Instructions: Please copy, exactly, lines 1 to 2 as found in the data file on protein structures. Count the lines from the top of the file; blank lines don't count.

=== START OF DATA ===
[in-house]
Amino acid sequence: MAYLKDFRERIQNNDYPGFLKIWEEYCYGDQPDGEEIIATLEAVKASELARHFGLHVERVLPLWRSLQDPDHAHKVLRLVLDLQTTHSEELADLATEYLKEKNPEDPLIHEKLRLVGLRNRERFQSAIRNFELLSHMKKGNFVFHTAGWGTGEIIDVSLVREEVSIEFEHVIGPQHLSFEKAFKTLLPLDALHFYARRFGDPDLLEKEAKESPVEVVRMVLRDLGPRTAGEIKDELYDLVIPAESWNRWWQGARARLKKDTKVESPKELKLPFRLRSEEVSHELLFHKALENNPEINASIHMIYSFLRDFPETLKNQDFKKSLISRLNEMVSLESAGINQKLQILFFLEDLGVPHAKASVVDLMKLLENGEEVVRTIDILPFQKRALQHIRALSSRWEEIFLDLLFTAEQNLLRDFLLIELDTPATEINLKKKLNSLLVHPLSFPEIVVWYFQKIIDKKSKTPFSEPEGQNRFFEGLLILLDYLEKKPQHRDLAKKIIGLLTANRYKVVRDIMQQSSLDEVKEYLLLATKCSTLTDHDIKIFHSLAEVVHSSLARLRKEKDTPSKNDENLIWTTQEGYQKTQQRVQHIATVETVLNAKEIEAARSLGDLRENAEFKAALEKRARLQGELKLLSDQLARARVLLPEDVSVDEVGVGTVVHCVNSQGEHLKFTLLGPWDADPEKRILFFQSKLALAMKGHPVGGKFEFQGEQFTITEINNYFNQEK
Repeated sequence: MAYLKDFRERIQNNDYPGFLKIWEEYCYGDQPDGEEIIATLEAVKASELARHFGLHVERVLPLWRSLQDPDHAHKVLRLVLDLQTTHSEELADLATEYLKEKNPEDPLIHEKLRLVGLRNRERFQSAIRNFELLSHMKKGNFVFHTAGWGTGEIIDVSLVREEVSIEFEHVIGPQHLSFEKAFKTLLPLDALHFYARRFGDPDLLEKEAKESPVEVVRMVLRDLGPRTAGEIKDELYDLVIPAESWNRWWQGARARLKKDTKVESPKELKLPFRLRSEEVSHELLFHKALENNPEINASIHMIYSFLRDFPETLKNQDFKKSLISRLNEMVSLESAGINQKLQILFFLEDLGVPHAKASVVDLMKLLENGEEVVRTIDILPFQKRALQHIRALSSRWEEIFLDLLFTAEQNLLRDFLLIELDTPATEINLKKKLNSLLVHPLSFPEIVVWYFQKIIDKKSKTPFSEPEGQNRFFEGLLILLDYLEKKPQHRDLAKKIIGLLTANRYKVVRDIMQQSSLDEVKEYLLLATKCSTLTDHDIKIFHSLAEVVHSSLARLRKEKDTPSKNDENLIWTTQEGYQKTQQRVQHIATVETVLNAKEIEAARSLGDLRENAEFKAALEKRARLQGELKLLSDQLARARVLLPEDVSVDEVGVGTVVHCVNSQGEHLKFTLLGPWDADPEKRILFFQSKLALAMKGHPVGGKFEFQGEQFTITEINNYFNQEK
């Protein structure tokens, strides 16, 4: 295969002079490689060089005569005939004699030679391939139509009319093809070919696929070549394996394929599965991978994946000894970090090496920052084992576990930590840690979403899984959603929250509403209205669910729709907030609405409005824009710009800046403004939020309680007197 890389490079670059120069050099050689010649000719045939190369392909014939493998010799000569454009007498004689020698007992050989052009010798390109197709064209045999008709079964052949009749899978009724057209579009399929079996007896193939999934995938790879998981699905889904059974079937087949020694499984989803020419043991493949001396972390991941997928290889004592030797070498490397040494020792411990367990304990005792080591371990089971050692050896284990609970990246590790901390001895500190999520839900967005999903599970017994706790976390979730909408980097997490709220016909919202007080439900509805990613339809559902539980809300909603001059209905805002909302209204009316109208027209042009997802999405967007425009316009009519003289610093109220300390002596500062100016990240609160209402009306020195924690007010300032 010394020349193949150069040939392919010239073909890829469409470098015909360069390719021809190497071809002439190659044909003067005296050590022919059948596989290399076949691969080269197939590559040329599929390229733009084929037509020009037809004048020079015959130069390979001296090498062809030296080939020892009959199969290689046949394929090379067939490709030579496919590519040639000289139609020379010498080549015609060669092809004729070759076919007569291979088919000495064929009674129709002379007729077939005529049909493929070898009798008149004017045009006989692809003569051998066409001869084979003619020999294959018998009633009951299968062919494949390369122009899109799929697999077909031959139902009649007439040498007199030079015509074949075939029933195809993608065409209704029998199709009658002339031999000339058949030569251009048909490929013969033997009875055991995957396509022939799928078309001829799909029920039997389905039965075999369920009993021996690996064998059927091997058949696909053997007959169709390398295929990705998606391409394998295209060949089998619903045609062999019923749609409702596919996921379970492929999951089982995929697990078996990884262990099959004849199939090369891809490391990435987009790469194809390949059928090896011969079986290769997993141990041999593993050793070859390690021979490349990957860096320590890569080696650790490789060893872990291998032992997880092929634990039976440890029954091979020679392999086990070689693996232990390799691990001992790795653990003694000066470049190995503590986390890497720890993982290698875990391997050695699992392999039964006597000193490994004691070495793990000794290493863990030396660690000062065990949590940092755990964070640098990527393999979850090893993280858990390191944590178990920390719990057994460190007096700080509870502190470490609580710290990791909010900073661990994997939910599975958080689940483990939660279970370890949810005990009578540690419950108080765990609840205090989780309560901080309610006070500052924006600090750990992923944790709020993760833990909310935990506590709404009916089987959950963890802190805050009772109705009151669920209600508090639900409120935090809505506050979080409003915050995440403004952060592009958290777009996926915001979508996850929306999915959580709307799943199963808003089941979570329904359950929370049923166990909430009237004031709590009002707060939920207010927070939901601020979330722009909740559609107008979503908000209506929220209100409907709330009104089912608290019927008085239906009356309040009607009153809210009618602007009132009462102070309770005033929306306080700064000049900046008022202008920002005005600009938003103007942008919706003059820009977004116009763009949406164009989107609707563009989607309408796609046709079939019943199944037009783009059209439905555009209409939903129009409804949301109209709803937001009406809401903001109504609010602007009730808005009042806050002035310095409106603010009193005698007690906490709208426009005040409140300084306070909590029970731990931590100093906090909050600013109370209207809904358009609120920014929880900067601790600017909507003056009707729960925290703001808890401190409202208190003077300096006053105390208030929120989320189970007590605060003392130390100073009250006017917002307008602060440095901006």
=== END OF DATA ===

[in-house]
Amino acid sequence: MAYLKDFRERIQNNDYPGFLKIWEEYCYGDQPDGEEIIATLEAVKASELARHFGLHVERVLPLWRSLQDPDHAHKVLRLVLDLQTTHSEELADLATEYLKEKNPEDPLIHEKLRLVGLRNRERFQSAIRNFELLSHMKKGNFVFHTAGWGTGEIIDVSLVREEVSIEFEHVIGPQHLSFEKAFKTLLPLDALHFYARRFGDPDLLEKEAKESPVEVVRMVLRDLGPRTAGEIKDELYDLVIPAESWNRWWQGARARLKKDTKVESPKELKLPFRLRSEEVSHELLFHKALENNPEINASIHMIYSFLRDFPETLKNQDFKKSLISRLNEMVSLESAGINQKLQILFFLEDLGVPHAKASVVDLMKLLENGEEVVRTIDILPFQKRALQHIRALSSRWEEIFLDLLFTAEQNLLRDFLLIELDTPATEINLKKKLNSLLVHPLSFPEIVVWYFQKIIDKKSKTPFSEPEGQNRFFEGLLILLDYLEKKPQHRDLAKKIIGLLTANRYKVVRDIMQQSSLDEVKEYLLLATKCSTLTDHDIKIFHSLAEVVHSSLARLRKEKDTPSKNDENLIWTTQEGYQKTQQRVQHIATVETVLNAKEIEAARSLGDLRENAEFKAALEKRARLQGELKLLSDQLARARVLLPEDVSVDEVGVGTVVHCVNSQGEHLKFTLLGPWDADPEKRILFFQSKLALAMKGHPVGGKFEFQGEQFTITEINNYFNQEK